Highs and lows of cannabis in sport

If you imagine a drowsy and relaxed cannabis-smoker, then you’re probably not thinking of a pro athlete.
Your stereotype is partly true, but moderate dosage and willpower can overcome some side effects – especially for the personality type which becomes keen athletes.
This is how some turn cannabis into a sports advantage:
Muscle relaxation is amazing to avoid cramps in an endurance race.
Decreased anxiety, fear, depression and tension can lead to a more focused mind. 
A “detached” attitude has led to more risk-taking behaviour, but without affecting tactics and decision making.*
Last but not least, research found that cannabis can improve oxygenation to the tissues – a big gain in almost all sports.
Clearly not something that you want your opponent to be on! 
And what about your own performance – what would you jeopardise if you picked up a cannabis habit?

Addictive medication

Cannabis Sativa is known under so many names, it’s clearly a plant with a lot of fans!

The cultivation and use of cannabis is nothing new.  Through the entire history of humanity, Cannabis Sativa leaves have been used to heal many minor diseases and to minimise pain***. 

If you ever wondered how to spell cannabis in Sumerian or Akkadian, here is your answer:

It is particularly effective against chronic pain (weird concept for kids and teens, but wait until you get a little older…), not only masking pain, but reducing  it permanently**.

Unlike tobacco, cannabis is known to help lung capacity. Yes, it is shockingly true: inhaling small amounts of it in a pure, organic form, cannabis helps your bronchi and blood vessels to absorb oxygen***.

In addition to that, recent research would indicate that some of the chemicals within this plant help control your weight and even diabetes! A cannabis compound seems to regulate hunger and insulin receptors in our brain***.

No wonder some businesses cultivate hemp, a cannabis derivative from which a very high quality protein powder can be extracted for industrial use and for supplements, with a stunning biological value of 87****!

Bear in mind though that cannabis is mostly illegal to possess despite the medical trials mentioned above. The top global health policy adviser – WHO – classifies it as hazardous. And WADA – the World Anti-Doping Agency – prohibits cannabis.

Why has it become so negatively associated with addiction and crime? Is this even relevant in sports?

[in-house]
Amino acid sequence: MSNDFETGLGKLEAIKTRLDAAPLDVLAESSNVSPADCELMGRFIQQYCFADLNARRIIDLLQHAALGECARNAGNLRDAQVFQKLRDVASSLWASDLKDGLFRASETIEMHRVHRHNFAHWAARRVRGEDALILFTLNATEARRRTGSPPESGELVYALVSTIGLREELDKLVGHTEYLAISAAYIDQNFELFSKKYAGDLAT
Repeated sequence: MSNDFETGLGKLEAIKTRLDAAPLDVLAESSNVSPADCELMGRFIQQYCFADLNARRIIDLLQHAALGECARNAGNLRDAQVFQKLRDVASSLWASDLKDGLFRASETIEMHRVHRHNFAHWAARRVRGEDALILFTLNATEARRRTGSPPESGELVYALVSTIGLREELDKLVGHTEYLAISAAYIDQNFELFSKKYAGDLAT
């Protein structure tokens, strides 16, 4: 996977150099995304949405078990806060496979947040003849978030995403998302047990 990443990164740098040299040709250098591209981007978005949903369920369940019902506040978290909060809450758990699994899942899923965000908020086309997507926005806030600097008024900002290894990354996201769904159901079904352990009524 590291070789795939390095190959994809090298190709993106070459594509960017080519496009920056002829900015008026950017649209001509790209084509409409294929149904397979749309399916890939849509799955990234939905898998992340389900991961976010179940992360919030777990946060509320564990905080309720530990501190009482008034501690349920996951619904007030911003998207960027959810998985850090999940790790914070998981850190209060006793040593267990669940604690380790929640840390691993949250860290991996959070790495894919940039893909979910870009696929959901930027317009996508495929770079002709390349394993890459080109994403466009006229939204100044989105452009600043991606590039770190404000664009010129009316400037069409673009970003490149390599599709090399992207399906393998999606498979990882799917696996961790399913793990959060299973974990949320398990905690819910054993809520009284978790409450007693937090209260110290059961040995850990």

Performance-enhancing weed?

Blacklists of performance enhancing drugs are there to ensure fair play.

Here are the WADA criteria for banning a drug*****:

  1. Potential to enhance or proof of enhancing sports performance; 
  2. Evidence of a potential or actual health risk to the athlete;
  3. Its use violates the spirit of sport.

I’ve already listed why cannabis enhances performance. But WADA is also bearing in mind the risks which cannabis-takers run.

When smoked in larger amounts, cannabis leaves in the form of joints are toxic. Smoking joints decrease coordination, distorts spatial perception and alters your perception and awareness of the passage of time. Eventually, it permanently damages your brain with little or no hope of recovery. On a lesser scale than alcohol or opioids, it creates addiction. Everything addictive leads to dysfunctional behaviours, loss of interest in social activities and detachment from loved ones.******

If you neglect the above you run the risk of a proper psychotic syndrome. At that point, reality slips through your fingers. Hallucinations, delusions, seizures are just some examples of this irreversible state. No wonder WADA is concerned about cannabis!*******

In the countries where cannabis is a regulated drug, moderation is key. Like any other drug, it has the potential to help in the right context, and to harm when we lose track of common sense.


*Kennedy M. C. (2017) ‘Cannabis: exercise performance and sport. A systematic review’, Journal of science and medicine in sport, 20, 825-829.

**Russo E. B. (2007) ‘History of cannabis and its preparations in saga, science, and sobriquet.’ Chemistry and biodiversity, 4, 1614-1648.

***Pisanti S., Malfitano A. M., Ciaglia E., Lamberti A., Ranieri R., Cuomo G., Abate M., Faggiana G., Proto M. C., Fiore D., Laezza C., Bifulco M. (2017) ‘Cannabidiol: state of art and new challenges for therapeutic applications.’ Pharmacology and therapeutics, 1-19.

****Shen P., Gao Z., Fang B., Rao J., Chen B. (2021) ‘Ferreting out the secrets of industrial hemp protein as emerging functional food ingredients.’ Trends in food science and technology, 112, 1-15.

*****Mazzoni I., Barroso O., Rabin O.(2011) ‘The list of prohibited substances and methods in Sport: structure and review process by the World Anti-Doping Agency.’ Journal of analytical toxicology, 35, 608-612.

******Thayer R. E., York S., Hollis H. C., Sabbineni A., Ewing A. F., Bryan A. D. (2017) ‘Structural neuroimaging correlates of alcohol and cannabis use in adolescents and adults.’ Society for the study of addiction, 15.

*******Colizzi M., Murray R. (2018) ‘Cannabis and psychosis: what do we know and what should we do?’. British Journal of psychiatry, 212, 195-196.

Further reading

Huestis M. A., Mazzoni I., Rabin O. (2011) ‘Cannabis in sport: anti-doping perspective.’ Sports medicine, 41(11), 949-966.

WHO (2021) Psychoactive drugs – Cannabis. [Online] Available from:

SportingNews (2021) Sha ‘Carri Richardson disqualified from Olympics. [online] Available from: